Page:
Novichok cordon lifted in Salisbury's Queen Elizabeth Gardens
A police cordon put around a park in Salisbury where traces of the nerve agent Novichok were found has been lifted.
Queen Elizabeth Gardens in Salisbury was sealed off in July.
In March, Sergei Skripal, 66, and his daughter Yulia, 33, were found collapsed on a bench in the Maltings shopping centre, near the gardens.
In June, Dawn Sturgess and Charlie Rowley fell ill after they visited the gardens. Ms Sturgess later died.
Police said the site was now safe and could be returned to public use.
Nearby streams and rivers were also searched as part of the investigation.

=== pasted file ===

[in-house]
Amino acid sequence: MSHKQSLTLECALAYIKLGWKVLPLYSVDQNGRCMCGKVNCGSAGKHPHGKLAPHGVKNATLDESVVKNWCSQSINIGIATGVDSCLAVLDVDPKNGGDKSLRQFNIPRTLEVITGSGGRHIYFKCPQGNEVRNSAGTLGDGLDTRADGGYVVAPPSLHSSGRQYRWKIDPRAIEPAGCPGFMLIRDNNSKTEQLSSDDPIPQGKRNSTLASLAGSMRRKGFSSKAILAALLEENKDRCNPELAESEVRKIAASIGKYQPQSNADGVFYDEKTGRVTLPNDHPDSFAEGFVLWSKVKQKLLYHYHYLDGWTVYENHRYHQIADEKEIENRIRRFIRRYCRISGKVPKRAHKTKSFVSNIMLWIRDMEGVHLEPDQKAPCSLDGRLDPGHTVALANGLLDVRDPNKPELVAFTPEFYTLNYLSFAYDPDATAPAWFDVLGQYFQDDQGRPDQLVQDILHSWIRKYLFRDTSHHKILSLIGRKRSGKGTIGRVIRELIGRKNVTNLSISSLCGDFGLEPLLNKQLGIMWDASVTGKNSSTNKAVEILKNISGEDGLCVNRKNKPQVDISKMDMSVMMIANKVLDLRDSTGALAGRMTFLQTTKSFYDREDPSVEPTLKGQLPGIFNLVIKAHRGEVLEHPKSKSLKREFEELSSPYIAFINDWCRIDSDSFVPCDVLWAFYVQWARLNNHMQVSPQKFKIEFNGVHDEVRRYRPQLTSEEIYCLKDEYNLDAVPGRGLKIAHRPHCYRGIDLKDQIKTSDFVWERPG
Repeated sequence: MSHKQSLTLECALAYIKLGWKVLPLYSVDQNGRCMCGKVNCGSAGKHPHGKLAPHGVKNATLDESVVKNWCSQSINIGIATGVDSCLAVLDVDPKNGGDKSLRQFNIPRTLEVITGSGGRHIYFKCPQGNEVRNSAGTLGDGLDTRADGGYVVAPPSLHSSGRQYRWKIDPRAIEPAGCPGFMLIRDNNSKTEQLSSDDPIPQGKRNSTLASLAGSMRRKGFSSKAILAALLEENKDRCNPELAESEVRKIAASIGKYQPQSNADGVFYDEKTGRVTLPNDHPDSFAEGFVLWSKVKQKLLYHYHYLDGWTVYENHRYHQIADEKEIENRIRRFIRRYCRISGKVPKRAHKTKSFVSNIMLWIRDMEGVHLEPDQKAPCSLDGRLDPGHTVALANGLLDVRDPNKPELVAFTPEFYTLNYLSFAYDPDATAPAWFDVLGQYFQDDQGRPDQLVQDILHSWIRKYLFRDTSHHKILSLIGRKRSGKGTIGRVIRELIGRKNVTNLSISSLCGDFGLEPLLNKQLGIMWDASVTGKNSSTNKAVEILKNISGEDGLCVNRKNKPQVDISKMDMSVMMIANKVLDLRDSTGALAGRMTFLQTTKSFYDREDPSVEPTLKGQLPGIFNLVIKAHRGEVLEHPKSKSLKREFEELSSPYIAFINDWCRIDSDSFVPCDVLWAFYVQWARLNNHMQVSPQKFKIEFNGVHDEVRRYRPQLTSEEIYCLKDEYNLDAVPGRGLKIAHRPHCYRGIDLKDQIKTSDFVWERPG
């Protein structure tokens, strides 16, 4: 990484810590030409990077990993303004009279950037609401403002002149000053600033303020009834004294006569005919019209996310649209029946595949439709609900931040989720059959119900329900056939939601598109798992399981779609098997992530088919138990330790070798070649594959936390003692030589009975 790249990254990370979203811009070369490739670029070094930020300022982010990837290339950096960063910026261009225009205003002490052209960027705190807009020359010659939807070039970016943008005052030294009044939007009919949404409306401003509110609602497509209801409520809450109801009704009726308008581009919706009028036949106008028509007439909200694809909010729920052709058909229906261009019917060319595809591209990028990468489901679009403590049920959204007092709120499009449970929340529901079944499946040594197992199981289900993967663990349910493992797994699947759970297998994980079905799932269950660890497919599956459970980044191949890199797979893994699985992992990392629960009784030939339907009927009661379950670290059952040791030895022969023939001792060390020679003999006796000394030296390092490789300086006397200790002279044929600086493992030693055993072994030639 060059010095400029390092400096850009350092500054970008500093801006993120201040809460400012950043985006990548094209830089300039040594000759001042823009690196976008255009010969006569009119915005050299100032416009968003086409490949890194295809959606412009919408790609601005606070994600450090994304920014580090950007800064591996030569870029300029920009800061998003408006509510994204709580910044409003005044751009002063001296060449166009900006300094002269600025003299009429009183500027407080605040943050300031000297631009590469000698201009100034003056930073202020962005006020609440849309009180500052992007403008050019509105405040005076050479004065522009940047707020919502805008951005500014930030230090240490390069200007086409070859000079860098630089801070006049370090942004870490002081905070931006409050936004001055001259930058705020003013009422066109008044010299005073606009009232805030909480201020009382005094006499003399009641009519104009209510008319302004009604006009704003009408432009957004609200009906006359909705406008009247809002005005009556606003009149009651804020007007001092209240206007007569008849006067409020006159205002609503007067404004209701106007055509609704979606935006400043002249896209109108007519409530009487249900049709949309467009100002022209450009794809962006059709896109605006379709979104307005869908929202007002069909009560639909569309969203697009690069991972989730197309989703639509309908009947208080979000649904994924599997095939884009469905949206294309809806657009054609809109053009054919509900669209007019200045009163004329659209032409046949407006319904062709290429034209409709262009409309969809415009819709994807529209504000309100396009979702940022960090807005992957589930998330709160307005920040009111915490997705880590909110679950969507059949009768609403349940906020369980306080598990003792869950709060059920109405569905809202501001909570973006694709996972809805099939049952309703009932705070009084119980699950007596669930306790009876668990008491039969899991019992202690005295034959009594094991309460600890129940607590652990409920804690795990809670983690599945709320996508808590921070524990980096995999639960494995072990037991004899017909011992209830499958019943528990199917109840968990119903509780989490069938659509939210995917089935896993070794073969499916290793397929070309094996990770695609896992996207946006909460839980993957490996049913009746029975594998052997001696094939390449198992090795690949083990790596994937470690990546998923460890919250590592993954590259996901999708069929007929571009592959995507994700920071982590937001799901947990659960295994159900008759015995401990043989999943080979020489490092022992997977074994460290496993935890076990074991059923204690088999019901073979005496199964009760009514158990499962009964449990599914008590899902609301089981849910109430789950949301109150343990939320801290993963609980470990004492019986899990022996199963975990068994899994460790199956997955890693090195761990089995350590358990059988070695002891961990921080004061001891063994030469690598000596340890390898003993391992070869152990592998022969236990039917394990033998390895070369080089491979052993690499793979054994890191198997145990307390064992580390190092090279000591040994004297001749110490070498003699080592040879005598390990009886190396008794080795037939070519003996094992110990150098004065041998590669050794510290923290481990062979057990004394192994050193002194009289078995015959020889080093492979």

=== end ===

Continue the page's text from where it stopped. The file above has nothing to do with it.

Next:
Deputy Chief Constable Paul Mills said: "Today marks a milestone in terms of our ongoing response to the incident.
"Queen Elizabeth Gardens has been searched by specially-trained officers and the results reviewed.
"Decontamination activity was conducted, is now complete and the site is safe and can be returned to public use."
The Skripals were found unconscious suffering from the effects of the nerve agent on 4 March.
Ms Skripal and her father were discharged from Salisbury District Hospital in April and May respectively, following treatment.
Ms Sturgess died after she and Mr Rowley collapsed having been exposed to the nerve agent on 30 June.
Meanwhile, the government has pledged another £2.5m in funding for Wiltshire Police to cover the costs of the two cases.